Friday, August 06, 2010

Diabetic Self-Exam and Dr. Kerch Starts Your Process for Medicare Shoe Reimbursement Program

Foot Care For Diabetics
A regular self-exam will show indications for further follow-up:

1. Balance. A good test for balance involves standing on one foot, with your arms out to the side and your eyes closed. If you are less than 30 years old, you should be able to balance for 15 seconds, 30-40 years old for 12 seconds, 40-50 years old for 10 seconds and over 50 years old for seven seconds. This can be improved with exercises.

2. Circulation. Look at the color of your toes. Are they red, pink, purple or blue? Press down on the nail of your big toe until the color blanches. Now let go and allow the blood flow to return to your toe. The return of normal color should take 2-5 seconds in a person with average circulation.
At Your 2 Feet you can choose from the Jobst styles of support stockings. Support stockings are to be put on first thing in the morning so the compression will help pump the circulation back to your heart all day long. If you have haven't tried Jobst support hose yet, they are different than other brands of support hose.

3. Flexibility. How flexible are your toes? Try to pick up a marble or a small dish towel. To test your ankle flexibility, hang your heel off of a stair. Now let the heel go below the level of the stair. If this causes pain, stop the test. If your heel goes below the level of the stair without causing strain in your calf, that is a goof sign. If there is some strain, this can be improved with flexibility exercises.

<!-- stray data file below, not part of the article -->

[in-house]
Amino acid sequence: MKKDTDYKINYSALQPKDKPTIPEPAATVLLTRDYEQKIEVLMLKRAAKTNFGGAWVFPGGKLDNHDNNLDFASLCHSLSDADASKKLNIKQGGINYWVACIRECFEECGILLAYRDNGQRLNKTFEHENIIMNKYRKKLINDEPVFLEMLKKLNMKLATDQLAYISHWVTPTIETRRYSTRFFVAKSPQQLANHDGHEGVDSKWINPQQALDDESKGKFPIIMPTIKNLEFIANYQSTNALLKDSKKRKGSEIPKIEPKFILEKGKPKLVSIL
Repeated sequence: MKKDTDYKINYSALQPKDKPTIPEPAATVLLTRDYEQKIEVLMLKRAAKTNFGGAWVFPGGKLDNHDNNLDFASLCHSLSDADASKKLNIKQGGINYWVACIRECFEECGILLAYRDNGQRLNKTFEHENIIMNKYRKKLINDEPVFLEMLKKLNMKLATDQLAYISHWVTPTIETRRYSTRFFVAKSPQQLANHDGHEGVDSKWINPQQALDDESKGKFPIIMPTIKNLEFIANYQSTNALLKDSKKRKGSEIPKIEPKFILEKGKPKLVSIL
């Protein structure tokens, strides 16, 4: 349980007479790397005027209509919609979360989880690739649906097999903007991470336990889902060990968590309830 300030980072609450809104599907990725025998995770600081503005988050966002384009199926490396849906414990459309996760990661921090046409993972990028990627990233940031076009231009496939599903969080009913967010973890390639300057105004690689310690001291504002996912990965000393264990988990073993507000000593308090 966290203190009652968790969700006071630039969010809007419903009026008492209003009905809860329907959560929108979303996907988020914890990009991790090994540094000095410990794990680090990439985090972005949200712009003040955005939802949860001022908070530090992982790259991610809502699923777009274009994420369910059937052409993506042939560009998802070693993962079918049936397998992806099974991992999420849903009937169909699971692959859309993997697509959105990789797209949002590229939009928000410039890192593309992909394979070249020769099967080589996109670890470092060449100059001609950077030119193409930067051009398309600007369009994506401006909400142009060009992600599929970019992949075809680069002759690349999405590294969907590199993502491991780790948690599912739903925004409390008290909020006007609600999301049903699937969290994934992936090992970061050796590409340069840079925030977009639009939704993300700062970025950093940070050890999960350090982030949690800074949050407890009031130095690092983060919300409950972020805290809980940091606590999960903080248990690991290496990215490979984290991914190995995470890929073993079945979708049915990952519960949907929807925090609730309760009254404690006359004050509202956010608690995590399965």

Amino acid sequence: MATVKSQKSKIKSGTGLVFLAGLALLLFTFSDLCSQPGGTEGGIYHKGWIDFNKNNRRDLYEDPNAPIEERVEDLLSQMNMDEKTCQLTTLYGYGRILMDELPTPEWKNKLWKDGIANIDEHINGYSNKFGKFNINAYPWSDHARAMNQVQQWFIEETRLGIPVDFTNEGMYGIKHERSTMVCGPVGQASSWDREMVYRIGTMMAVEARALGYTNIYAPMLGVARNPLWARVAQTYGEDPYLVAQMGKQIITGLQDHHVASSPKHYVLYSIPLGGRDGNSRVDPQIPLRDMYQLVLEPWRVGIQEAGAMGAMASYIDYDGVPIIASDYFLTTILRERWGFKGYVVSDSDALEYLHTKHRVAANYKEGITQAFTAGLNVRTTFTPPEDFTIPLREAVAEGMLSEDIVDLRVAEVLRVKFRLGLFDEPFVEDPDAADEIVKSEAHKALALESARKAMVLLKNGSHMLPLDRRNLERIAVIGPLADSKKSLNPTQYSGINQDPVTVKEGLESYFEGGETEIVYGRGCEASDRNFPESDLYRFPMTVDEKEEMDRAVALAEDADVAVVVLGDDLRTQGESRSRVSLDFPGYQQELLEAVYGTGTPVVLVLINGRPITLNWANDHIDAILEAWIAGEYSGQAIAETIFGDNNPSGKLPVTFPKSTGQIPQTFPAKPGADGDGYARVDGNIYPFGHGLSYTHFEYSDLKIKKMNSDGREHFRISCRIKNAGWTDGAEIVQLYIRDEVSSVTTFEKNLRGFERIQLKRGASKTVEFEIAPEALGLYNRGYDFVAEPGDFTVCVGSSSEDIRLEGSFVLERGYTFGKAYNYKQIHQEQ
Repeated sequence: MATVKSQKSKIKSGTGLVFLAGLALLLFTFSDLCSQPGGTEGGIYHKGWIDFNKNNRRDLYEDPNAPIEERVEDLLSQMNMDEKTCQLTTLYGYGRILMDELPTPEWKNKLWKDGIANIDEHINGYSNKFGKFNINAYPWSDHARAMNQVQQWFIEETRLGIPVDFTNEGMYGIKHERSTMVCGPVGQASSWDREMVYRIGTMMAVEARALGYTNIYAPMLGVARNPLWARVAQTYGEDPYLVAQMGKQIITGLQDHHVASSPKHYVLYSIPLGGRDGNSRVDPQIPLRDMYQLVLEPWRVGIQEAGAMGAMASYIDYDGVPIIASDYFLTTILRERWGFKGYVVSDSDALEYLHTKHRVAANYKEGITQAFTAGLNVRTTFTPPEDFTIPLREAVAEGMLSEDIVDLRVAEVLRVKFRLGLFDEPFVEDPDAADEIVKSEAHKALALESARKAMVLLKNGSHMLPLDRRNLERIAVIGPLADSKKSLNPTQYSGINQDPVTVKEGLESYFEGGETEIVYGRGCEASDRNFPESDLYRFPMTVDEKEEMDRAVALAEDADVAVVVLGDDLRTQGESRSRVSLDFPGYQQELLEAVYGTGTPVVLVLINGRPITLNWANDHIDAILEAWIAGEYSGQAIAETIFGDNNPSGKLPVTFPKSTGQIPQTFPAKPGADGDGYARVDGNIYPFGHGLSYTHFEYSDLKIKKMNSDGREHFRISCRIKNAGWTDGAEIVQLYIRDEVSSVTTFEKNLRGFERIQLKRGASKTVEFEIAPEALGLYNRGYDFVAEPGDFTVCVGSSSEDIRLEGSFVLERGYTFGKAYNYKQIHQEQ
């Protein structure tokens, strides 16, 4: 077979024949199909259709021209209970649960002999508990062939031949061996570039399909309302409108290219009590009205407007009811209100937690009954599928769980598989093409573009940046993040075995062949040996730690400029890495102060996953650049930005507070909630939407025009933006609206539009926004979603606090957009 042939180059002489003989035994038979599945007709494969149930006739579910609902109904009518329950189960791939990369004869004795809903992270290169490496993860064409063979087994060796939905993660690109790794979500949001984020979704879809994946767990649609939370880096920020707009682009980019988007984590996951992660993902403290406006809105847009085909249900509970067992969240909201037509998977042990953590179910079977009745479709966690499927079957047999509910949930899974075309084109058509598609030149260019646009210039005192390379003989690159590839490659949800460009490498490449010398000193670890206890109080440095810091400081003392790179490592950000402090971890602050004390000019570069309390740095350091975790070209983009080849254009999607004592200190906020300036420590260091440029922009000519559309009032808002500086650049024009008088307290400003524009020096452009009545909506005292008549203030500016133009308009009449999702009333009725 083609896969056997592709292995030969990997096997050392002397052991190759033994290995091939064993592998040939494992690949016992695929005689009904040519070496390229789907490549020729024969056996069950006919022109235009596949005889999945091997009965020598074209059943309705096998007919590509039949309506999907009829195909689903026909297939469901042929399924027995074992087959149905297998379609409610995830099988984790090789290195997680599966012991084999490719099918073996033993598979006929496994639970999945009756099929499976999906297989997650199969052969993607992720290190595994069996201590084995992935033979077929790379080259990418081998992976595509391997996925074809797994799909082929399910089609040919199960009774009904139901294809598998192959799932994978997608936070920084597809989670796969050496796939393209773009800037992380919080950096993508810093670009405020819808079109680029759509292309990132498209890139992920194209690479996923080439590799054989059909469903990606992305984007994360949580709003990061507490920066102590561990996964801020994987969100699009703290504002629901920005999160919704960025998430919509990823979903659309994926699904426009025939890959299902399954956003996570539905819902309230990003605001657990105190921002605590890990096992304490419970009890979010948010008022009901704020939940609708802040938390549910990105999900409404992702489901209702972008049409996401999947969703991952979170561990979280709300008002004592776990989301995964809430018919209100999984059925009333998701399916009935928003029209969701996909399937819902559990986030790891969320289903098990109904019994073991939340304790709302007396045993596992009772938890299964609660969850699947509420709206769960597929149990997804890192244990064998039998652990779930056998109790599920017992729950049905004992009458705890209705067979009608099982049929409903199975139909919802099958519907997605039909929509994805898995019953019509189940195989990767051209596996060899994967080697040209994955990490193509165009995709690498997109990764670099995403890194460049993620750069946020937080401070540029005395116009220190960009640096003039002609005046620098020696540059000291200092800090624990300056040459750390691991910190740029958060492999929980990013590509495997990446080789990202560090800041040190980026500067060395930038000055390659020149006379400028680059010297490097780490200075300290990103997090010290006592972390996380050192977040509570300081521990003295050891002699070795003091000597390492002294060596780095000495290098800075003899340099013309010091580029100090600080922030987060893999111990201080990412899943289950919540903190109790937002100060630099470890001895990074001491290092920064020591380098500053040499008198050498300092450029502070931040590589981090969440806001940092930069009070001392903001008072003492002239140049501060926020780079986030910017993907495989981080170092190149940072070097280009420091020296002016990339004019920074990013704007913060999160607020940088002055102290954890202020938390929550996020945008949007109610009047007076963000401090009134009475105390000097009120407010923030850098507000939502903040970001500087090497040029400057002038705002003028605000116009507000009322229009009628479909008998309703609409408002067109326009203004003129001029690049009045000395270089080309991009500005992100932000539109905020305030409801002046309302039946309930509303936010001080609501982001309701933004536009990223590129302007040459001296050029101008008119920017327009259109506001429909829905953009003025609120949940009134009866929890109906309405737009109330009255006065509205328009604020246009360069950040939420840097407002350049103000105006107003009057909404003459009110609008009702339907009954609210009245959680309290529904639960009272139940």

4.Pain. There should be no pain in the average foot.

5. Sensation. Take a pencil eraser and lightly run it on the top, bottom and both sides of your feet. The sensation should feel equal in all quadrants. It may tickle on the bottom of the feet. That is normal. The last paragraph outlines how Dr. Kerch works with Your 2 Feet in fitting you with the proper diabetic footwear.

6. Skin. Check your skin for calluses, blisters or areas of irritation. Stand next to your shoes. Are they shaped like your feet or are they causing areas of constriction that may result in calluses, blisters or irritation? Put your hand inside your shoe. Are there seams, tacks or rough places in the shoe that correspond to the areas of irritation, calluses or blisters on your feet?

The following items may result in burns and you should NOT be using:
A. Hot tap water or super-heated water from the "Insta hot" faucet used on towels which are wrapped in additional layers of towels, chucks, or blankets.

B. Towels, rice packs or anything else heated in the microwave that is intended for food (temperature limit is not controlled; it’s also a fire risk).

C. A disposable latex glove filled with hot tap water. Even if mixed with cold tap water, the glove can burst and spill on the patient causing a burn.

7. If you have diabetes, keep educated about proper foot care and check your feet daily.
You should have an annual foot examination by a podiatrist or other health care professional.

Conveniently Dr. Kerch, ABPS certified and FACFS member is accepting new patients. Due to her experience treating diabetic complications over the years, she is very invested in early diagnoses, prevention and treatment. Beginning with conservative care, she can begin the process of enrolling you in the Medicare Shoe Reimbursement Program. Since Dr. Kerch's Clinic is located behind the Your 2 Feet Pain Relief Shoe and Product Store (A-Z), you will have easy access to a vast array of qualified shoes to choose from.

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